Pearson began his career in 1987, gaining an international reputation for design and planting excellence. As one of Britain's foremost garden experts, he has created and starred in several popular British television series on gardening. He currently sits on the Editorial Board of Gardens Illustrated magazine and is a weekly gardening columnist for The Observer. Among his many achievements, he has designed five award-winning Chelsea Flower Show gardens and was appointed a Tree Ambassador by The Tree Council (UK) in 2006.

Following the talk, Pearson joined Judith Tankard in the Museum's gift shop to sign copies of their books. After a brief intermission, Perry Guillot, a Landscape Pleasures Steering Committee member, took to the stage to introduce the afternoon's much anticipated event - a conversation between two American icons of design Isaac Mizrahi and Charlotte Moss. Guillot - faced with reading pages of credits for the seemingly always working Mizrahi, instead took the familiar Joyce Kilmer poem, "I Think That I Shall Never See" and listed Isaac's accomplishments poetically!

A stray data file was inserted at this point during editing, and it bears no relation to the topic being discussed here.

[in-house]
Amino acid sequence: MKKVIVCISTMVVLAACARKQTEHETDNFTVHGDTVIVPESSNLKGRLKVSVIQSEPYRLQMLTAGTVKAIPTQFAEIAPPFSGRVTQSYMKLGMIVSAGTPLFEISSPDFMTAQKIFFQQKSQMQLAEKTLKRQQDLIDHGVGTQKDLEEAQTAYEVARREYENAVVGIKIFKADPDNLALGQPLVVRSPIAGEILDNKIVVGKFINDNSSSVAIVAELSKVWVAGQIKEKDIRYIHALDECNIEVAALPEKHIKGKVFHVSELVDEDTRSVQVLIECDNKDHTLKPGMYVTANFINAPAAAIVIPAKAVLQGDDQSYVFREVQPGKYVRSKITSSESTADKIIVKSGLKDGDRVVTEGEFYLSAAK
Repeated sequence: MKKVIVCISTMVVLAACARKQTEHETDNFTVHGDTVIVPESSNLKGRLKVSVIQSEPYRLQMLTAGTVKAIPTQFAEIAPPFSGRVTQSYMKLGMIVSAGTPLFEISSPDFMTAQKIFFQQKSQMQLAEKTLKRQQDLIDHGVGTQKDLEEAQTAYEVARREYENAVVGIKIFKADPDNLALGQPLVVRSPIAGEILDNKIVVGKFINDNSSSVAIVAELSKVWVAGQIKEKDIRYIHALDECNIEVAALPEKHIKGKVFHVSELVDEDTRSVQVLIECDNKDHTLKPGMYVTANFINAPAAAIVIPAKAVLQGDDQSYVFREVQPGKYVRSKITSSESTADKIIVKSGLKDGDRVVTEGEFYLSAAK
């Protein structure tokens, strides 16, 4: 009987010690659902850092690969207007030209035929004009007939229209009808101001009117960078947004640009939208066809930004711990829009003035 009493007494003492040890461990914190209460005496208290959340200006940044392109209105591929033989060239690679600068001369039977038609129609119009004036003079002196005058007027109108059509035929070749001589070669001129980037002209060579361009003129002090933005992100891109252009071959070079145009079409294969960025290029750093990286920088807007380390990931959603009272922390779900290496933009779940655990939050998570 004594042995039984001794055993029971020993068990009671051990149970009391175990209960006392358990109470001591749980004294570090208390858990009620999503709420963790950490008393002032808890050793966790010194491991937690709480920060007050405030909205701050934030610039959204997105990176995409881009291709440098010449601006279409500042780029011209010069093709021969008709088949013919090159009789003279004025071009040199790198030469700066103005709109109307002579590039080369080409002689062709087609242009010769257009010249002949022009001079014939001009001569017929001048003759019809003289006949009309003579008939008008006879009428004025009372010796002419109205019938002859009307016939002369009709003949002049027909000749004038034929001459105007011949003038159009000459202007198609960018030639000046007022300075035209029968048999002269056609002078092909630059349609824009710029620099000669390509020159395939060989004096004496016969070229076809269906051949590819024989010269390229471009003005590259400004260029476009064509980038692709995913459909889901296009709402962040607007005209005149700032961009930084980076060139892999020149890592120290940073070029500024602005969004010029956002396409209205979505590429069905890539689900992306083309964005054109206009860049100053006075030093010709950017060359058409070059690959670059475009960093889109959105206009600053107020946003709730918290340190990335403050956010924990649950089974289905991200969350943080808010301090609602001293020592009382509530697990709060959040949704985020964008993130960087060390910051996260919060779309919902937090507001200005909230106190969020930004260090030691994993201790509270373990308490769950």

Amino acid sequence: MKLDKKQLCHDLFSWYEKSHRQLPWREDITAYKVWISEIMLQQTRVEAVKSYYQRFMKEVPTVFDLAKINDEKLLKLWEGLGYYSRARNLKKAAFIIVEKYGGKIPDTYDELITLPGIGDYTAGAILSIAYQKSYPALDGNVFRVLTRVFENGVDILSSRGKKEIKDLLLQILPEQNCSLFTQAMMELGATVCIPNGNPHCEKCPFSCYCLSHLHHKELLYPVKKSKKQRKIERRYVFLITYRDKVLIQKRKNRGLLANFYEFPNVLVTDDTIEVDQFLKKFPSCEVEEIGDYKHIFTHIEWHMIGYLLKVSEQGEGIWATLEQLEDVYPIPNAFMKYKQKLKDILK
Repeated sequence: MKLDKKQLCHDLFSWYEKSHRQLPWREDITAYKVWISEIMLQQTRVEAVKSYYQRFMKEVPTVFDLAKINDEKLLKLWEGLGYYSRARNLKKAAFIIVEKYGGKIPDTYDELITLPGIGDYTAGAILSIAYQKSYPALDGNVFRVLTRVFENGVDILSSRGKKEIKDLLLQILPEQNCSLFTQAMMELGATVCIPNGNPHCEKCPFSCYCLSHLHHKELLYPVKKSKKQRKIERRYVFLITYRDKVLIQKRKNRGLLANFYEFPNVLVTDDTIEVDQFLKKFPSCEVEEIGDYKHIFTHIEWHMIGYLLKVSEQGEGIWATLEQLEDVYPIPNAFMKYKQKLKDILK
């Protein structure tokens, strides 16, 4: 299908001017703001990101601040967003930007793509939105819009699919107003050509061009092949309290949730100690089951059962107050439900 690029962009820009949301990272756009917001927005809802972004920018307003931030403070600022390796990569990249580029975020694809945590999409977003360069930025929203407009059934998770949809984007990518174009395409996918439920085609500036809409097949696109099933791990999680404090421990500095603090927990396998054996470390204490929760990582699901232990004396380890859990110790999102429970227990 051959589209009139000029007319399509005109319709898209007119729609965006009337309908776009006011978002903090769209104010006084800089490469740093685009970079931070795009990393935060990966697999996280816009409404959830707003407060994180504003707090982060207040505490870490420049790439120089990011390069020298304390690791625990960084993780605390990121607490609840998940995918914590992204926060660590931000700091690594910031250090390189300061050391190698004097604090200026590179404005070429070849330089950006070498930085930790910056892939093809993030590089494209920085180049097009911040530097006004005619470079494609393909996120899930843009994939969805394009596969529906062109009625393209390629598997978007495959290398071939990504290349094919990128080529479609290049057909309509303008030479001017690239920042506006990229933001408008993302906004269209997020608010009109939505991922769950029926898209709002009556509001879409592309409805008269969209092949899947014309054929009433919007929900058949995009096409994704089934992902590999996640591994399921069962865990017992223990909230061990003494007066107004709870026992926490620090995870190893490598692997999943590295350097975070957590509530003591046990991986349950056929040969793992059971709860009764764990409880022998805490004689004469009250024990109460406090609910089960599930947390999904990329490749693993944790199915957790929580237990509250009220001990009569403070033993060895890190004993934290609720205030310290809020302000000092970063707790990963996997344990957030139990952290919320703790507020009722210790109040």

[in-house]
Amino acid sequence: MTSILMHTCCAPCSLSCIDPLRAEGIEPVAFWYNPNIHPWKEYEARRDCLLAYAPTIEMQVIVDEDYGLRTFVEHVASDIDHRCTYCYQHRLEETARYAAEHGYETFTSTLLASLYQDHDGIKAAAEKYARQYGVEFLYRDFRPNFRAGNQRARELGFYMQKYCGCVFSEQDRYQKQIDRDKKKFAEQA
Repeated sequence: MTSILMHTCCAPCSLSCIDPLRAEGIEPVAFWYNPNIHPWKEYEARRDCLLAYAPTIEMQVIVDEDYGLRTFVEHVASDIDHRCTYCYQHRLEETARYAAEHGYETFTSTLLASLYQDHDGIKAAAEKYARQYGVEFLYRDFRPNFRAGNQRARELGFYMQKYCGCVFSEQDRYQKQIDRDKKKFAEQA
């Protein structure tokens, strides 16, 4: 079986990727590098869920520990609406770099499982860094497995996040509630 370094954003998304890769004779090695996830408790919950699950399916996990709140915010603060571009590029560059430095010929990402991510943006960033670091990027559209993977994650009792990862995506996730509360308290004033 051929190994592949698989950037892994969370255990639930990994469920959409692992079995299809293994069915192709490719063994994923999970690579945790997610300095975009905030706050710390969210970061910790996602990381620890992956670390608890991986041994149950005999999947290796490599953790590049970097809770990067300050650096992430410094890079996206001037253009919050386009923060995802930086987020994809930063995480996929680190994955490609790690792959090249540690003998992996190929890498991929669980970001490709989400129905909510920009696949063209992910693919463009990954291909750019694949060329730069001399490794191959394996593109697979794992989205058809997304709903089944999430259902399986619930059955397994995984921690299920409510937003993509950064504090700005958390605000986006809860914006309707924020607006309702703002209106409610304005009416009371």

The Friedrich Gardens.

Then Keynote Speaker Mizrahi took to the stage with celebrated interior designer Moss for a lively conversation about color, which Mizrahi calls "food for the spirit."

A leader in the fashion business for almost 20 years, Mizrahi is Creative Director for the Liz Claiborne brand, has been awarded four CFDA awards, written the book "How to Have Style," created costumes for movies, theater, dance, and opera, appeared in films and television, and performed a one-man, off-Broadway show "Les Mizrahi" in 1999. He currently stars on the Bravo reality show "The Fashion Show."

A Parrish trustee since 2002 and co-chair of Landscape Pleasures, Moss is founder of Charlotte Moss Interior Design, the author of six books, and the designer of houses throughout the United States and Canada. Her design work has been featured in numerous publications and more than a dozen decorator show houses.